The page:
On Libya, House Is Choosing a Path
Speaker John Boehner is setting up the second showdown with the White House over Libya in less than a month.
The Ohio Republican bowed to his Conference’s demands Wednesday, scrapping a resolution that would curtail the military operation in Libya and instead putting forward a strict funding limitation proposal to rebuke the Obama administration for pursuing military involvement in Libya without seeking the endorsement of Congress. The proposal, several GOP Members said, was more in line with where the Conference stands ideologically on the issue.
“It sounds like most Members of the Conference were getting their heads around this … option, which is really the House’s role as controlling the power of the purse with what we’d be agreeable to funding and what we wouldn’t be,” Rep. Tom Rooney (R-Fla.) told reporters after an hourlong impromptu Conference meeting on Libya.
The topic of Libya was expected to dominate the floor Wednesday, but action was postponed following the meeting. Instead, the chamber might vote on two proposals Friday: one that limits funding and a separate resolution that mirrors the proposal by Sens. John Kerry (D-Mass.) and John McCain (R-Ariz.) that would give Congressional approval to continue U.S. military involvement in Libya for one year.
“You can do resolutions until you’re blue in the face,” said Rooney, who has been an outspoken critic of Obama’s handling of Libya. “If they go to the Senate and they don’t go anywhere, what are you going to do next week?”
It is unclear how much support either proposal has in the House, even though GOP aides predicted the Kerry-McCain measure would fail. While Republicans have kicked up their criticism of the Libyan effort, only some Democrats have been as outspoken, and the Caucus has not yet met to discuss their position. Progressive Caucus Chairman Keith Ellison (D-Minn.) said Tuesday his left-leaning colleagues were splintered on the issue, and he acknowledged their votes could be split between the two proposals ready for Friday.
“You could say, if you’re serious about it, put one down and say, ‘Look, this is hostilities. There’s no doubt the president has the duty and obligation to consult with us under the War Powers Act. Bam,'” Ellison said. Boehner “clearly has created a fudge factor.”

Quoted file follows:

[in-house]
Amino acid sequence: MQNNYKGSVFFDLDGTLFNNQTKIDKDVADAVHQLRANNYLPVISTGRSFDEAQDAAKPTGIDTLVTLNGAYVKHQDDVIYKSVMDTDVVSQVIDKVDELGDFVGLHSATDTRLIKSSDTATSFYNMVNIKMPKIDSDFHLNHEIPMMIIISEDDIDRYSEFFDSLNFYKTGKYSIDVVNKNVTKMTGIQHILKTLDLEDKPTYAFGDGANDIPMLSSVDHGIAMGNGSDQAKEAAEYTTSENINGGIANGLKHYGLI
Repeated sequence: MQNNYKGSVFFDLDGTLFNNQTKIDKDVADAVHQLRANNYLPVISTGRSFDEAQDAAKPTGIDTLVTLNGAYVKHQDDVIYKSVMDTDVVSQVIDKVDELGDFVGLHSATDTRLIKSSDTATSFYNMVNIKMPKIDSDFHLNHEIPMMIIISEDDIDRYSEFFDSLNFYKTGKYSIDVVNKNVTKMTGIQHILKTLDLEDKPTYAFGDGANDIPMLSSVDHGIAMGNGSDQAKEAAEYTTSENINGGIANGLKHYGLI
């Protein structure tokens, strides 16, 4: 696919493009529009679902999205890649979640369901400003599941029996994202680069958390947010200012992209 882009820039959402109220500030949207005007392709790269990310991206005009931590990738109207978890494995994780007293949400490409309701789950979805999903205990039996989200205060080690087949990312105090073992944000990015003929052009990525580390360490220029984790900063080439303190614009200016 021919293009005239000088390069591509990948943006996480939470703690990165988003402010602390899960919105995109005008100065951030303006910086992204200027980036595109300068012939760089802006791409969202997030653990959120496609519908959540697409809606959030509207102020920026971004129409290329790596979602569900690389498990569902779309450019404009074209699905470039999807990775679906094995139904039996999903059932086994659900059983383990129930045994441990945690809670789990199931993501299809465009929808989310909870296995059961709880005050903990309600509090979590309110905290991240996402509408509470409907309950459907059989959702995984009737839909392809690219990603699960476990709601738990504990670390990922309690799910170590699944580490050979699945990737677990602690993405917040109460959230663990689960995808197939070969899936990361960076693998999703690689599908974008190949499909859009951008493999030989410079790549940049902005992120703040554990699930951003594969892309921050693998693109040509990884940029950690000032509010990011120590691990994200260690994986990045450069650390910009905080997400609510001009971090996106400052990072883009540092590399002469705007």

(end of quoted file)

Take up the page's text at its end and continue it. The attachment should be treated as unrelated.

This is not the first time Boehner has given House Members a choice of legislative options on Libya. Earlier this month, he hastily put forward his own resolution calling on Obama to come forward with an explanation for the military effort, which was considered alongside a harsher proposal by staunch anti-war advocate Rep. Dennis Kucinich (D-Ohio) that called for a withdrawal. Boehner’s proposal accomplished two things: It gave Members the chance to stake out a position on Libya, while also splintering the vote on the more drastic Kucinich resolution. Republicans said this week’s vote would accomplish a similar goal and also address the Libya issue before the chamber turns to consider the defense appropriations bill that will give Members a platform to push Libya-related amendments.
“This is a way to get people on the record so that we can move forward with the appropriation bills,” a GOP aide explained. “But if people are taking a stand on the issue, then you kill the other proposals like Kucinich.”
Still, freshman Rep. Bill Huizenga acknowledged the tenuous situation of wanting to rebuke Obama while not setting off an international incident by taking too drastic a position.
“We have to be careful how we extract ourselves both financially and physically,” the Michigan Republican said. “And as we’re dealing with our allies, what exactly does that mean? I don’t want to put our allies in physical jeopardy either, so what does that mean?”
Kucinich was whipping Members on Wednesday, before the GOP Conference meeting, to vote for the resolution that would require U.S. forces to withdrawal from hostilities in Libya. In a “Dear Colleague” letter, the one-time presidential candidate said the vote was a “defining moment.”
“Let us use our constitutional authority to bring an end to a war,” he wrote.
Even as the White House was having difficulty dealing with the issue of Libya, Obama was also running into resistance on his Afghanistan plan, particularly from Republicans.
For much of his time in office, his handling of Afghanistan has been one of the few bipartisan bright spots for Obama. But with war fatigue setting in nationwide, cracks were starting to show in the GOP’s support for the war, and his troop withdrawal plan is doing nothing to shore things up.
For instance, Senate Foreign Relations ranking member Dick Lugar (R-Ind.) rejected the proposed reduction in troop level by 10,000 and insisted that much deeper cuts must be made.
Lugar, who was once one of Obama’s closest GOP allies in the Senate, argued that, in addition to deep cuts in troop levels, “The president should put forward a plan that includes a more narrow definition of success in Afghanistan based on U.S. vital interests and a sober analysis of what is possible to achieve,” including a greater emphasis on counterterrorism and abandoning nation-building efforts.
But Obama’s proposal also took fire from GOP hawks. “I’m disappointed that the president seems to be deciding troop levels not based on conditions on the ground but previous political commitments,” Senate Minority Whip Jon Kyl (Ariz.) said before the speech.